But if you look at diplomacy versus military action, the military action destroyed an airfield for a few hours. And there are now apparently missions being flown by the Syrian regime from that airfield. Diplomacy removed over a thousand tons of chemical weapons and had them destroyed. So I would argue that there was a greater effect from the diplomatic agreement than from that airstrike.

MARTIN: But there's, at the very least, a misunderstanding about what was accomplished through that deal. The U.S. intelligence community as recently as February of 2016 concluded in its annual threat assessment that the Syrian regime never did declare all of its chemical weapons, and the regime had been using chemical warfare since that agreement in 2013. So where was - was there an intelligence failure somewhere along the line? Did the administration not have a full view of the situation?

RHODES: Well, what we saw, which was deeply concerning, is they started using chemical agents like chlorine as a weapon that are not actually banned chemicals under the laws of war. But they should not be used in warfare. This latest attack appears to be a nerve agent that would be banned under the deal that was reached. So clearly, either there was some effort to hide a portion of chemical weapons, or there was some subsequent production of chemical weapons.

I would argue still though you had over a thousand tons of chemical weapons in different sites across the country that could have been vulnerable to al-Qaida, that could have been vulnerable to ISIL. I would rather have that deal than not. And we see militarily - the test is always are you serious because you took military action? Militarily, you cannot destroy those chemical weapons. We were able to damage an airfield for a few hours. That, in my view, has less of an impact than removing over a thousand tons of chemical weapons and destroying them.

MARTIN: But is it either or? I mean, does the strike against that airfield - granted, it only struck that airfield a nd incapacitated it for a period of time - but is there not value in the message it sends?

RHODES: There is potential value. You want to send a deterrent message. The problem that we have seen though is Assad has not been deterred in his actions in large part because of his Russian and Iranian sponsors. And again, I do not think there's anything about Russia's behavior over the course of the last several years that suggests that this strike is going to change its calculus with respect to Assad. That is why a diplomatic resolution to the situation in Syria that brings all of these different parties to the table remains the only plausible end to that conflict.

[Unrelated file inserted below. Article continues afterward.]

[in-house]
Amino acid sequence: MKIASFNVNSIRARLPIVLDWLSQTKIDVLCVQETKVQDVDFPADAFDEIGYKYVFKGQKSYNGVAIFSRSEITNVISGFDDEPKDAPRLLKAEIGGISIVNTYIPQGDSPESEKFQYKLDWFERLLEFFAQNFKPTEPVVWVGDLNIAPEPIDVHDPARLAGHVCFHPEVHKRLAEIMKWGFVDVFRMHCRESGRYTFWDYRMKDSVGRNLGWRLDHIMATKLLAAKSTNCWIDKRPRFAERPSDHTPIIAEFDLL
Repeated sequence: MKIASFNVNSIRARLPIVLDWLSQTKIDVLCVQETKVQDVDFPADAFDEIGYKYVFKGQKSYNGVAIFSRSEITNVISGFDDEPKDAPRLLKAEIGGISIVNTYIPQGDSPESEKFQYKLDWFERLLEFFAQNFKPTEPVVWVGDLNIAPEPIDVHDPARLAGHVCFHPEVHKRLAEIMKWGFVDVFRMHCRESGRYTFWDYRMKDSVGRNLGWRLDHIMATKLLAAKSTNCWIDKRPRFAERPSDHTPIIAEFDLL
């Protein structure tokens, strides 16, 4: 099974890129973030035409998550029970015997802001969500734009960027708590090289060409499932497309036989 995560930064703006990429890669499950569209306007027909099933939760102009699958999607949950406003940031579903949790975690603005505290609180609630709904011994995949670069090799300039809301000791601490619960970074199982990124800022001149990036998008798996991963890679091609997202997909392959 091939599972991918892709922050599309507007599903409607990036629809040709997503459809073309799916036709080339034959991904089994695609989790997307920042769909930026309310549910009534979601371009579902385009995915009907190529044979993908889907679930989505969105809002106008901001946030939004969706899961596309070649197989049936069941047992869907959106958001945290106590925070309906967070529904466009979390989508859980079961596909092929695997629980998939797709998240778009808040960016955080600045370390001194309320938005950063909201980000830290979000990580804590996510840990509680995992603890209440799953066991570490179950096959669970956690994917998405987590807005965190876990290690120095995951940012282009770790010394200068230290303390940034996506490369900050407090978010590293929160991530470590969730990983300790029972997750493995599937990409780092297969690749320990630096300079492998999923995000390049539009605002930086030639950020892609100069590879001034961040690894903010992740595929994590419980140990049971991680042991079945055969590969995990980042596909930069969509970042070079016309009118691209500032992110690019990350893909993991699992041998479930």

MARTIN: Why couldn't you get it done?

RHODES: We couldn't get it done because there were too many different forces pulling Syria apart. Fighting on the ground you had not just the type of opposition that we would support but ISIL and al-Nusra that was associated with al-Qaida. You had an Iranian-backed Hezbollah that was going to fight literally to the death for Assad. You had a Russian sponsor backing Assad. All of the different sectarian forces and external forces at play in the Middle East all came to bear in Syria.

And what President Obama determined is that getting down an escalatory path with our military would put us right into the middle of that war without solving it. And I worry that the Trump administration, with the mixed messages we see from their own administration officials, is not thinking through whether or not an escalatory path could lead to a very damaging place.

MARTIN: So in the seconds remaining, if you by chance were invited to the White House to give some advice, what guidance would you give about the next steps the administration should take?

RHODES: Number one, I think they need clarity. I think we hear different things from different officials. And there needs to be a clear policy. Number two, I do think that the only solution here is to try to initiate the broadest possible diplomatic initiative that frankly has to bring in the Russians and the Iranians. We can't make a deal about the future of Syria without the people that have the greatest influence there.

MARTIN: Ben Rhodes was deputy national security adviser under President Barack Obama. Thanks so much for coming in this morning.

RHODES: Thank you.